X

Taking time out for Italian

Columns What's for Lunch?

July 6, 2014

Story By: Rachel Breit | Photos by: Rachel Breit

Cooking Italian food isn’t about reinventing the wheel. Rather, it’s about using high-quality ingredients and a light touch. Nothing is over-the-top fancy, and unencumbered ingredients shine.

Raised by a step-father from Florence, Zia’s Caffe owner Don Dymond understands Italian cuisine. It is in his casual bistro-style eatery where he recreates the flavors of his youth. The bistro’s aesthetics, complete with dark wood and marble-patterned walls, are inspired from his trips to Italy. “You can never spend too much time in Rome,” says Dymond.

Speaking of time, Italian culture is known for dolce far niente, which is the pleasant act of doing nothing, carefree relaxation and delicious idleness. However, some of us just don’t have that luxury, especially come lunchtime.

Luckily, Zia’s has a menu created for those in a hurry. It’s the restaurant’s express menu available weekdays from 11 a.m. to 3 p.m. When you order one of three options from this menu, your order goes immediately to the beginning of the line, so your food comes out pronto.

The bubbly golden brown cheese crowning Beef and Pork Lasagna ($11) is a telltale sign that forkfuls of satisfying comfort food await. Dig into layer upon layer of fresh pasta sheets made in nearby Waimanalo; a meaty mix of brown and simmered beef, pork and diced bacon; ricotta cheese with dried Italian seasonings; shredded mozzarella; and “red gravy,” a marinara sauce made from scratch from Italian San Lorenzo tomatoes, mirepoix, garlic and olive oil simmered for two hours then blended. After all, with lasagna it’s all about the layers.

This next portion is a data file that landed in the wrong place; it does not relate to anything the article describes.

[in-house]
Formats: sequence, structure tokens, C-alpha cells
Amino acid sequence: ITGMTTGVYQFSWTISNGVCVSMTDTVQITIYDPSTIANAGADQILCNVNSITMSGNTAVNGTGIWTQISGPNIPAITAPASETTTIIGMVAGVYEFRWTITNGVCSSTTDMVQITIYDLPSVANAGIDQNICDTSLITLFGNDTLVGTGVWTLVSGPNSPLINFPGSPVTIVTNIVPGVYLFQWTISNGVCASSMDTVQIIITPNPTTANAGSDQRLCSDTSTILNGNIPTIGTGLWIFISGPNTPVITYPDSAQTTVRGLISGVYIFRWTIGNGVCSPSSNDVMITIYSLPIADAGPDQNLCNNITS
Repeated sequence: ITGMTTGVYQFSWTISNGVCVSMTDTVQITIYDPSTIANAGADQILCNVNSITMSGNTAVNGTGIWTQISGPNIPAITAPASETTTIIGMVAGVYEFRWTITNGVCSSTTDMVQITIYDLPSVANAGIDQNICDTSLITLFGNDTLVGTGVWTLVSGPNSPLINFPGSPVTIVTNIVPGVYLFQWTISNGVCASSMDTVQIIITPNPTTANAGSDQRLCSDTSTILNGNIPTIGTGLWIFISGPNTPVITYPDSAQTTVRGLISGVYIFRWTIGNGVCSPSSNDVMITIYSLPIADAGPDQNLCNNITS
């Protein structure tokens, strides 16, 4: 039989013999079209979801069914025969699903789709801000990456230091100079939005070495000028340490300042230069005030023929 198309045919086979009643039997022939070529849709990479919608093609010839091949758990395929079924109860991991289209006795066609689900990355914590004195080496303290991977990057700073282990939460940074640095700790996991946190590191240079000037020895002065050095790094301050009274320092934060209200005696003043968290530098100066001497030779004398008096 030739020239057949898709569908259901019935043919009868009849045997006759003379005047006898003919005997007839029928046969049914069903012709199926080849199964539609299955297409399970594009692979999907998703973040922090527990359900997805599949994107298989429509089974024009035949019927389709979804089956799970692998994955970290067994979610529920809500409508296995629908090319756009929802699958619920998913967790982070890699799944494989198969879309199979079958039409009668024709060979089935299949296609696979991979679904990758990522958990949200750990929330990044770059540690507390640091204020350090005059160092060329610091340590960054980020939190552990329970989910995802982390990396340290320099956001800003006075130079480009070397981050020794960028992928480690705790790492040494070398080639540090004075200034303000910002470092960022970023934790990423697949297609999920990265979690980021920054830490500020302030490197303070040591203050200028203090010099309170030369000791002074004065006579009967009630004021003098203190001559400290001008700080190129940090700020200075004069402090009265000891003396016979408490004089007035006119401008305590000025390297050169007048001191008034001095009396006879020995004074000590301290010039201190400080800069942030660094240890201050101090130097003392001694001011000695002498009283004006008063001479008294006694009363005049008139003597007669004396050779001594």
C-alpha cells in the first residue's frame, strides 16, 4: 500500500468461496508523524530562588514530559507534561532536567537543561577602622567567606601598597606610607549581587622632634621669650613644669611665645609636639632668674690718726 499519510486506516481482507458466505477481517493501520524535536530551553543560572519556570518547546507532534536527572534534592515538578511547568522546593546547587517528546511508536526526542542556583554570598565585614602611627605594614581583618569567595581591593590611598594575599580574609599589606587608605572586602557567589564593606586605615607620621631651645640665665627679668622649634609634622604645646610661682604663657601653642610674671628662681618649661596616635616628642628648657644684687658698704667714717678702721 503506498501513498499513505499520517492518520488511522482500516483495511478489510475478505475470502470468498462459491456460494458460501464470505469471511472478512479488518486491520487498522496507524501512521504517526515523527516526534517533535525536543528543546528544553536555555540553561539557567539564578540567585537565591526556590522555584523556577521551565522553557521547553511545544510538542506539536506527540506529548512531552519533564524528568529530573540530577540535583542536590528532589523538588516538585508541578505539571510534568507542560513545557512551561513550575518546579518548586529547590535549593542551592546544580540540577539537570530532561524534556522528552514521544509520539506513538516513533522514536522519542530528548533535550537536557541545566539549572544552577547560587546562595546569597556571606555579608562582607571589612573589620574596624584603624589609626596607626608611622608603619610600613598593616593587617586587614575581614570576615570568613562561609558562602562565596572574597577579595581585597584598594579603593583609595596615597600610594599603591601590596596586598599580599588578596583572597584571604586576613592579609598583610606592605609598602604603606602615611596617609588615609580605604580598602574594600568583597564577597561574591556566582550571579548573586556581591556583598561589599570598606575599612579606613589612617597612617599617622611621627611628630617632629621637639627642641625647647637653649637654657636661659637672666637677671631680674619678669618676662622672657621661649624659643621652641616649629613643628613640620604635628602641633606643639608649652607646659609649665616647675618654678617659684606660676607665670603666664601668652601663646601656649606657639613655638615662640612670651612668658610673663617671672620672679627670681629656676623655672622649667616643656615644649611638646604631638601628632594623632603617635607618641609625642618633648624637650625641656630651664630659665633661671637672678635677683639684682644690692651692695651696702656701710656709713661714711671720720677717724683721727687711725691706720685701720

Macadamia nuts blended with basil, olive oil, garlic and lemon take Zia’s pesto to the next level. Chef Jesse Kila came up with the idea once, when the restaurant ran out of walnuts. “Here, taste this,” he said, and the recipe was forever changed. The pesto “with a touch of sweetness,” says the chef, is featured front and center on linguine paired with a salad in another quick Pasta and Salad Combo ($11). Without the final garnish of Parmesan shavings, the emerald green combo is vegan. A romaine and mesclun mixed salad with cherry tomatoes, shredded carrots, diced cucumbers and a balsamic vinaigrette bodes well for a light, veggie-filled lunch.

Not on the express menu, but still relatively speedy, is Caper-Dill Fish Sandwich ($10.50). Served on a fluffy focaccia bun that was baked at Agnes’ Bake Shop in Kailua, fresh caught fish cooked medium is topped with homemade caper dill tartar sauce, arugula, sliced local vine-ripened tomatoes and red onions. Fish like ahi, salmon, opah or ono usually make up the fresh catch. The sandwich is accompanied by chips or coleslaw, with diced granny smith apples mixed in.

If you do have time for a helping of dolce far niente, Zia’s hosts a full bar. Mimosas anyone?

Zia’s Caffe

45-620 Kamehameha Hwy., Kaneohe
235-ZIAS (9427)
Monday-Friday, 11 a.m.-9 p.m.
Saturday-Sunday, 9 a.m.-9 p.m.
info@ziaskaneohe.com

Center map
Traffic
Bicycling
Transit